Surfer’s Ear and Swimmer’s Ear

Surfer’s Ear vs Swimmer’s Ear: What is the Difference?

With the last days of summer upon us, many are scrambling to get as much time in the water as possible while the weather is still warm. While there is nothing better than cooling off in a swimming pool, in the bay, or ocean, exposure to the elements can create problems for your ear. During the summer, and even into the cooler months, surfer’s ear and swimmer’s ear becomes a painful possibility. However, many people confuse the two, even though their symptoms and treatment methods are different. If you often experience ear problems after water exposure, learn more about the difference between surfer’s ear and swimmer’s ear.

Surfer’s Ear and Swimmer’s Ear: What to Know

• Surfer’s ear, also known as exostosis, occurs due to repeated exposure to cold wind and water. Abnormal bone growth occurs, which causes the ear canal to narrow and can cause water, earwax, and other debris to become trapped.

• Swimmer’s ear is also caused by water remaining in the ear, as it creates a moist environment that leads to a painful ear infection. A person with swimmer’s ear will experience an ear infection that affects the outer ear canal, running from the eardrum to outside the ear.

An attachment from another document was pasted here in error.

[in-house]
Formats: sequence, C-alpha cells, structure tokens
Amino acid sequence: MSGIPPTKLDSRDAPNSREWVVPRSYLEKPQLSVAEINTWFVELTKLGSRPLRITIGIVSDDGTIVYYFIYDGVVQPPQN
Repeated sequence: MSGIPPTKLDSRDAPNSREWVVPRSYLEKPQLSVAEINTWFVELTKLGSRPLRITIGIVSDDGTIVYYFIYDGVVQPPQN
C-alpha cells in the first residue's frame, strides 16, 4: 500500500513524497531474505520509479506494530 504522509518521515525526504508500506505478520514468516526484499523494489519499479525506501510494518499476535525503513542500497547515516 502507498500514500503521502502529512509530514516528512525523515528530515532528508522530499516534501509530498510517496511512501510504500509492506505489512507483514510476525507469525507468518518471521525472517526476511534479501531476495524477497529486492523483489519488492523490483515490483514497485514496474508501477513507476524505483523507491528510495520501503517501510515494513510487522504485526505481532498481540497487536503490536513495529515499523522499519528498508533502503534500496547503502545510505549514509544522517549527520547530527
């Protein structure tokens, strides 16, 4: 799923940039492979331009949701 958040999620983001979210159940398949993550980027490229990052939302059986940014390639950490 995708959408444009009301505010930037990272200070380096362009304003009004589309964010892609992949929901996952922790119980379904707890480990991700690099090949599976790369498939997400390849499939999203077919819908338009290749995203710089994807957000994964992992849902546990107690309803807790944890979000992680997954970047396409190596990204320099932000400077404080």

The Signs and Symptoms of Surfer’s Ear

• Ear pain
• Ear infections
• Stuck water or earwax in the ear
• Ears that feel plugged
• Tinnitus
• Impaired hearing
• Hearing loss

The Signs and Symptoms of Swimmer’s Ear

• Discharge from the ear
• Redness in the outer ear
• Pain
• Ear feels warm
• Feeling of fullness in ears
• Impaired hearing
• Hearing loss
• Itchy ears
• Tenderness

How to Prevent Surfer’s Ear

1. Limit your exposure to cold water.
2. Wear a wetsuit hoodie to keep head and ears warm, and to protect the ears from the water.
3. Wear a pair of earplugs to keep the water out every time you participate in a water sport.
4. Dry your ears afterward with a hairdryer set to the lowest setting.

How to Prevent Swimmer’s Ear

1. Wear a swimming cap not only to protect your hair but to protect your ears as well from the water.
2. Use earplugs every time to prevent water from getting into the ears.
3. As soon as you get out of the water, use a towel to clean your ears gently.
4. Use a hairdryer on the lowest setting and hold it a few inches away from the ear to dry your ears.

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